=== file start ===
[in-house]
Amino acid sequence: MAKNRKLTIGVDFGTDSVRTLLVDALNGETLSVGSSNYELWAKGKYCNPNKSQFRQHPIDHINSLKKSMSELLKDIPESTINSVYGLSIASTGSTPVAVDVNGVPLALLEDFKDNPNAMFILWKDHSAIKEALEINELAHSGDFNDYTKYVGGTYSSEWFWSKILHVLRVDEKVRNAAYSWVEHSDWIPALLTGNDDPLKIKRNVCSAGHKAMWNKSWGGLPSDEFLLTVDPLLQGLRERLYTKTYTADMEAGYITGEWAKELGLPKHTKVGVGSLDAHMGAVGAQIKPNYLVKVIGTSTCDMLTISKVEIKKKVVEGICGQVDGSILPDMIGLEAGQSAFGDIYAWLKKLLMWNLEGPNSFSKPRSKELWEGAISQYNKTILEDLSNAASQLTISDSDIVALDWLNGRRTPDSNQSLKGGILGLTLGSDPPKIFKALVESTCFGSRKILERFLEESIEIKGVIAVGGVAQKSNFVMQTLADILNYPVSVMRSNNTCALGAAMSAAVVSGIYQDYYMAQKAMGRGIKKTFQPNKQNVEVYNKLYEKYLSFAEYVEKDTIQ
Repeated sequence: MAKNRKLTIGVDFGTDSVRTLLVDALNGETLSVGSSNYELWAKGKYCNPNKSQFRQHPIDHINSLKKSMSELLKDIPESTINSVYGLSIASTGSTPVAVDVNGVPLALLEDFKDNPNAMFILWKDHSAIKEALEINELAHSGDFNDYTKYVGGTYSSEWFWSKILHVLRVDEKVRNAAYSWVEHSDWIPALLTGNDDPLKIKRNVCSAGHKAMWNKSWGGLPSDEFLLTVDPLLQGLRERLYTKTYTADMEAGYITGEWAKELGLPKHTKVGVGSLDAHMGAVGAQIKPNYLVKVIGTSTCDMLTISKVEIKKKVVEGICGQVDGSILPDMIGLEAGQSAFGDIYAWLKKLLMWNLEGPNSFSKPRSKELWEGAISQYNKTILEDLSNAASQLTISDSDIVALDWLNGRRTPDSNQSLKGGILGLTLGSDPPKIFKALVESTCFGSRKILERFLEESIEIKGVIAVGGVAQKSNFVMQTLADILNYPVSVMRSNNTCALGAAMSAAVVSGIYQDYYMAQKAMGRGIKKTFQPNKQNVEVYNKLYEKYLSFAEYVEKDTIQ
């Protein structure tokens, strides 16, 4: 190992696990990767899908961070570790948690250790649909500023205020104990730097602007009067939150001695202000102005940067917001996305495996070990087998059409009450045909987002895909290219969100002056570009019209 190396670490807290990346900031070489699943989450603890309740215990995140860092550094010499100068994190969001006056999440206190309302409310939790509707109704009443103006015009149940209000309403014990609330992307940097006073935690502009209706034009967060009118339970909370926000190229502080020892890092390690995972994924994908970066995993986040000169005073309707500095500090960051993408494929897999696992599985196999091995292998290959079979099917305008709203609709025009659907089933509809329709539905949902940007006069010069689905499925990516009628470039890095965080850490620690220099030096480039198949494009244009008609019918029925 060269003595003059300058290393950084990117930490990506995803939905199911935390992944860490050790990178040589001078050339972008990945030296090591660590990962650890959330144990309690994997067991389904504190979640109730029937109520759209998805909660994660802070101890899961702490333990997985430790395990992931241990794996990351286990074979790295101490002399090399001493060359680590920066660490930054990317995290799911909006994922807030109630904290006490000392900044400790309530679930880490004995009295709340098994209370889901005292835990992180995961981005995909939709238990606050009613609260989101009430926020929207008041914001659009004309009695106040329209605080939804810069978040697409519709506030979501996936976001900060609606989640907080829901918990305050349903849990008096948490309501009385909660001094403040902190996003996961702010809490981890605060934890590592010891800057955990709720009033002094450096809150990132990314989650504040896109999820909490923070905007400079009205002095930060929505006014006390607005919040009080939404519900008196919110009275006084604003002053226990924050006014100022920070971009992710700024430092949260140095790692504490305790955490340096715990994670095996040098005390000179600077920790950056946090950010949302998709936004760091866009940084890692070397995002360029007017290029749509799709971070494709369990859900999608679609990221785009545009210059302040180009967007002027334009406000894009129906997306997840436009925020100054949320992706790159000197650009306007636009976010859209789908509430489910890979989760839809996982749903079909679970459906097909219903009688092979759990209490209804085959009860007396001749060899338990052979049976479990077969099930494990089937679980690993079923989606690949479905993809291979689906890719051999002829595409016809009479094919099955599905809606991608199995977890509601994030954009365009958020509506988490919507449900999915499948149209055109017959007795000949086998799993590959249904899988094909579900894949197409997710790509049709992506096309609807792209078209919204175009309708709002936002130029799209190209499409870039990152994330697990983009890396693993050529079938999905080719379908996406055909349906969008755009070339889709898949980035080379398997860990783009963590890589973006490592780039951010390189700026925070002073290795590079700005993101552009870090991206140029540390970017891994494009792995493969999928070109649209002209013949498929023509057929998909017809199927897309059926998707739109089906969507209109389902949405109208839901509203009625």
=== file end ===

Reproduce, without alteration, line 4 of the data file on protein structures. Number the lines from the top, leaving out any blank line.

């Protein structure tokens, strides 16, 4: 190992696990990767899908961070570790948690250790649909500023205020104990730097602007009067939150001695202000102005940067917001996305495996070990087998059409009450045909987002895909290219969100002056570009019209 190396670490807290990346900031070489699943989450603890309740215990995140860092550094010499100068994190969001006056999440206190309302409310939790509707109704009443103006015009149940209000309403014990609330992307940097006073935690502009209706034009967060009118339970909370926000190229502080020892890092390690995972994924994908970066995993986040000169005073309707500095500090960051993408494929897999696992599985196999091995292998290959079979099917305008709203609709025009659907089933509809329709539905949902940007006069010069689905499925990516009628470039890095965080850490620690220099030096480039198949494009244009008609019918029925 060269003595003059300058290393950084990117930490990506995803939905199911935390992944860490050790990178040589001078050339972008990945030296090591660590990962650890959330144990309690994997067991389904504190979640109730029937109520759209998805909660994660802070101890899961702490333990997985430790395990992931241990794996990351286990074979790295101490002399090399001493060359680590920066660490930054990317995290799911909006994922807030109630904290006490000392900044400790309530679930880490004995009295709340098994209370889901005292835990992180995961981005995909939709238990606050009613609260989101009430926020929207008041914001659009004309009695106040329209605080939804810069978040697409519709506030979501996936976001900060609606989640907080829901918990305050349903849990008096948490309501009385909660001094403040902190996003996961702010809490981890605060934890590592010891800057955990709720009033002094450096809150990132990314989650504040896109999820909490923070905007400079009205002095930060929505006014006390607005919040009080939404519900008196919110009275006084604003002053226990924050006014100022920070971009992710700024430092949260140095790692504490305790955490340096715990994670095996040098005390000179600077920790950056946090950010949302998709936004760091866009940084890692070397995002360029007017290029749509799709971070494709369990859900999608679609990221785009545009210059302040180009967007002027334009406000894009129906997306997840436009925020100054949320992706790159000197650009306007636009976010859209789908509430489910890979989760839809996982749903079909679970459906097909219903009688092979759990209490209804085959009860007396001749060899338990052979049976479990077969099930494990089937679980690993079923989606690949479905993809291979689906890719051999002829595409016809009479094919099955599905809606991608199995977890509601994030954009365009958020509506988490919507449900999915499948149209055109017959007795000949086998799993590959249904899988094909579900894949197409997710790509049709992506096309609807792209078209919204175009309708709002936002130029799209190209499409870039990152994330697990983009890396693993050529079938999905080719379908996406055909349906969008755009070339889709898949980035080379398997860990783009963590890589973006490592780039951010390189700026925070002073290795590079700005993101552009870090991206140029540390970017891994494009792995493969999928070109649209002209013949498929023509057929998909017809199927897309059926998707739109089906969507209109389902949405109208839901509203009625």